“It’s very typical to have an older adult [with addiction] who has had a successful life,” said Klemanski. “They’ve raised children. They’ve had a career or contributed something positive to their community. But as they got older, some of the things that helped define life are pulled away from them. They may have more time on their hands or feel isolated. A vacuum occurs, and that’s filled with alcohol or drugs.”
Drinking got Francisco, 68, banned from the local senior center. He’d shown up intoxicated, behaved aggressively and fell in the parking lot. He was referred for treatment at FCA Long Island. Counselors discovered that he was not only drinking a pint of vodka a day but also taking clonazepam (Klonopin) prescribed by his doctor for anxiety.
In treatment, counselors helped Francisco to better manage his drinking and to address a root cause of the problem: isolation. His case manager set up a meal delivery service, so he’d eat more nutritious meals more regularly, and provided him with a tablet computer and Amazon Echo device, along with lessons on how to use both.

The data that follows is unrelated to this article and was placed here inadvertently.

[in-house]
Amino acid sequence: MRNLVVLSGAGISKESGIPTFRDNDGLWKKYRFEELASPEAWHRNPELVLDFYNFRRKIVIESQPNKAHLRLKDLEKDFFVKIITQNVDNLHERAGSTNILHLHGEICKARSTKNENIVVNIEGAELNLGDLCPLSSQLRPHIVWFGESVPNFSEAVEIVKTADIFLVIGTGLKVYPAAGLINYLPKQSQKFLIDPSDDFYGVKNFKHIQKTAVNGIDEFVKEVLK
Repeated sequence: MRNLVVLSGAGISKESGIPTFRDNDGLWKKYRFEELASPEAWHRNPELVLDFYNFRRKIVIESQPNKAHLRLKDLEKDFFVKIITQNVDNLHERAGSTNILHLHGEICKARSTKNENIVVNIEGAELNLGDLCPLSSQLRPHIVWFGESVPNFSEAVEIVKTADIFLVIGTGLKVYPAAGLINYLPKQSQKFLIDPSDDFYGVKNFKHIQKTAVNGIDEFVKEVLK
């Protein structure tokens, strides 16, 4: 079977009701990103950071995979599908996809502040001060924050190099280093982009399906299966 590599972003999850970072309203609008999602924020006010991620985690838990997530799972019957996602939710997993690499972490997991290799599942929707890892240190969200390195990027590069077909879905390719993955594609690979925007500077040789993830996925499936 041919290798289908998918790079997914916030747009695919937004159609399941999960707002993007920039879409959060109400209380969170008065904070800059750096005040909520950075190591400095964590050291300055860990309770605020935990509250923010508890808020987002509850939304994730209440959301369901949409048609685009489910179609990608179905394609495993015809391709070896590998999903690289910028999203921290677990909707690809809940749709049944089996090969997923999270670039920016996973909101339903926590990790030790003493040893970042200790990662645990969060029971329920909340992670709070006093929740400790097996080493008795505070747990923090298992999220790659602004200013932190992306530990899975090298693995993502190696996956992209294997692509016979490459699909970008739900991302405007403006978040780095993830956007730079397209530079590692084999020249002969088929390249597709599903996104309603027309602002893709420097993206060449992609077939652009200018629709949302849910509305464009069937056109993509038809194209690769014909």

“He was able to learn how to access YouTube and the internet, which allowed him to enjoy his passions of cars and music in a new way and socialize virtually to reduce his isolation,” said Christiana Mangiapane, LMSW, director of senior mental health services at FCA Long Island. “As a result, he had something to look forward to every day besides a drink.”
Francisco’s treatment seems to be helping. But as the numbers of older adults struggling with addiction increase, many worry that treatment facilities and programs can’t keep up. Researchers for the JAMA Psychiatry report on overdoses urged policy makers to pursue proposals applying mental health parity rules within Medicare, so that older adults will have better mental health and substance-use disorder coverage and more options. Medicare has covered opioid treatment programs such as methadone clinics since 2020 and will cover a broader range of outpatient treatments beginning in January 2024. However, it does not cover residential treatment.
When older people who are addicted get treatment, they have a better chance of recovering than people who are younger.
Models of care for treating substance abuse in older people are still evolving. Inpatient treatment typically begins with detox—a period of medical observation while the patient withdraws from the substance, sometimes with the aid of medication. Because older adults tend to metabolize drugs more slowly, most need longer periods of detox.